Intel Corporation routinely issues Cease & Desist orders to small companies involved in various information and intelligence services industries that have utilized the English word intel to describe their businesses. Intel Corporation does not consider nor care whether such a description is clear, helps identify a product or services customers, or falls clearly within the domain of fair use. Its stated policy is to attack every single usage of 'intel' in a trademark, name, or domain, regardless of the fairness or legality of said usage.

Most small companies cannot endure the staggering costs of fighting unfounded litigation brought by one of the largest legal forces in the world, and must accept the "goodwill" payoff.

In October of 2009, Intel Corporation sued ANIP in the US District Court for the Northern District of California on eight federal, state, and common-law charges: Trademark Infringement, False Designation of Origin, Federal Trademark Dilution, Injury To Business Reputation And Dilution Under California Law, Infringement Under California Law, Common Law Passing Off And Unfair Competition, Unfair Competition, Federal Cybersquatting.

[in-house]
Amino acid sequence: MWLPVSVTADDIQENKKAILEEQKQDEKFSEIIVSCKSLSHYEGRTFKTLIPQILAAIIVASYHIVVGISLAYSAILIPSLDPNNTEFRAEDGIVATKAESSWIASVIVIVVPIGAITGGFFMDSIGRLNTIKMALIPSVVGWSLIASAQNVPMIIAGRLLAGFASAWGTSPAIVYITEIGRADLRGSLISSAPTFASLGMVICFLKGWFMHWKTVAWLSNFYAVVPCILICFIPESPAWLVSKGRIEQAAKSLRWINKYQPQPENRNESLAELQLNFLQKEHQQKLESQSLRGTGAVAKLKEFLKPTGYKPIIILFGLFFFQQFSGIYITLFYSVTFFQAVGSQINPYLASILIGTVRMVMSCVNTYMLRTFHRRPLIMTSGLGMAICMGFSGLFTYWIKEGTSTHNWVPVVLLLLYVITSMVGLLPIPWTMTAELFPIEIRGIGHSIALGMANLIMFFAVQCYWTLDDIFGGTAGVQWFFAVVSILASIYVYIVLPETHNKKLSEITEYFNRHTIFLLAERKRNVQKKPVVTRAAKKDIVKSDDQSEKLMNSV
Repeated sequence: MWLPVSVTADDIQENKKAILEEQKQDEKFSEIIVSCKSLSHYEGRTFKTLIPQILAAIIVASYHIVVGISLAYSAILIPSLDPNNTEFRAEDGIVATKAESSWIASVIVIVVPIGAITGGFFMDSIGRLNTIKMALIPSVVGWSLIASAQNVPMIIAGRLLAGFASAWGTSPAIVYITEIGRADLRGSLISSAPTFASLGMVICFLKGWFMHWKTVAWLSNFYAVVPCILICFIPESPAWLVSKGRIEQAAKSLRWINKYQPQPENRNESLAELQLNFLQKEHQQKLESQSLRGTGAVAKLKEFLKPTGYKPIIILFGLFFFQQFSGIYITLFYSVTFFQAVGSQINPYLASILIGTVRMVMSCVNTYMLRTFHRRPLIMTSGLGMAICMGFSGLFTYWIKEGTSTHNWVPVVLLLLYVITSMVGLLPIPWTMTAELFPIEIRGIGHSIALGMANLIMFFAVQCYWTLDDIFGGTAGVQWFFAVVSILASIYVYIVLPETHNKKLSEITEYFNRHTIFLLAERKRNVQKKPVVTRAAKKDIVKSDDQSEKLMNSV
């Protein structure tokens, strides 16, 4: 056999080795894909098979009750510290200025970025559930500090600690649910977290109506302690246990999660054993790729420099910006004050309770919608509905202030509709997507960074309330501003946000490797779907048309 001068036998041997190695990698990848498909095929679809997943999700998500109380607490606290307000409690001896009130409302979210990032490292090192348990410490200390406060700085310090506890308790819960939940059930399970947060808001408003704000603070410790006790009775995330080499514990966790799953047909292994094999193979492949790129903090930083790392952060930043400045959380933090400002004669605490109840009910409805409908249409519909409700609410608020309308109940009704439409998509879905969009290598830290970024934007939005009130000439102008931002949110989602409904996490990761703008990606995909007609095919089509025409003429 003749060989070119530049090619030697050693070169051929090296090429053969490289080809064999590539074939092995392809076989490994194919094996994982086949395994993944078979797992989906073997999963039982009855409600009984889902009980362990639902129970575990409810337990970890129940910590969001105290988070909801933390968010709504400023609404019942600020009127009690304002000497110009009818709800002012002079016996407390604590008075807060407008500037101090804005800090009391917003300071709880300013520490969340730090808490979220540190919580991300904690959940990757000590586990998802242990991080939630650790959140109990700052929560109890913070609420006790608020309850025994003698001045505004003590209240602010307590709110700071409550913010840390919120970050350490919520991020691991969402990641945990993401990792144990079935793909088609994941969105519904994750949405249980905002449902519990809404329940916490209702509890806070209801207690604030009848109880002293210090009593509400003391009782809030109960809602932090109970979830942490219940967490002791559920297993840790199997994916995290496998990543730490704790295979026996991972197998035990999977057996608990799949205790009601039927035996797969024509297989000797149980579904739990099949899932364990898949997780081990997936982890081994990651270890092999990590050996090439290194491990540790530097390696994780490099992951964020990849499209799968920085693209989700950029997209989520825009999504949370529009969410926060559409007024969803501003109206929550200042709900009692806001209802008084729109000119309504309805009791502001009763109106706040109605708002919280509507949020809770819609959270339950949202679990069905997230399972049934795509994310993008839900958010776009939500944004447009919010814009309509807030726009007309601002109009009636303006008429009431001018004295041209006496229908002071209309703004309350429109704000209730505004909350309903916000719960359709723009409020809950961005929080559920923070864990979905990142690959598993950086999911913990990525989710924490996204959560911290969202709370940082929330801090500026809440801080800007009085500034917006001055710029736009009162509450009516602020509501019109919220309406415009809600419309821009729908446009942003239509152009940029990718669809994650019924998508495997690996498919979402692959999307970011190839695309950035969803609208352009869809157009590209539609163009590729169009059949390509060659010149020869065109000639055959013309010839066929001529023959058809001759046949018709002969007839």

Two prominent American trademark and intellectual property lawyers learned of the case, and took it on pro bono. Ron Coleman of Goetz Fitzpatrick of New York, and Colby Spring, a partner of Carr & Ferrell in Silicon Valley, are now defending ANIP against Intel Corporation and their legal representation, Harvey Siskind of San Francisco.

In April of 2010, Federal Judge Charles Breyer dismissed seven of these charges, but Intel Corporation filed an amended complaint. Charles Breyer admitted this new complaint, but said: "In this case, there is some force to ANIP's assertion that it is using the term 'intel' in connection with its generic meaning...ANIP's use of the term of 'intel' appears to be consistent with the term's common meaning...defining 'intel' as 'information, news'....If ANIP's assertion is true, then Intel's dilution claim, like its infringement claim, is not cognizable."

IN SHORT: If ANIP is using the term 'intel' as 'information, news' then the trademark claims against ANIP are bogus!

The trial is set for May 2011.

Intel Corporation has stated that it will appeal the case if and when it loses, and it has warned ANIP's owner that the case will go on for years. It has also stated that it will sue the owner separately. These threats have been made to compel ANIP to capitulate rather than fight the case in the court of law.

ANIP has appealed for financial help to fight this case. All funds raised go exclusively to costs associated with the defense. None are used to pay salaries or compensation. All surplus funds will be returned to donors on a proportionate basis at the conclusion of the legal process.

Donations may be made at the website or to the PayPal account

More information and most of the court records associated with this case is available at the website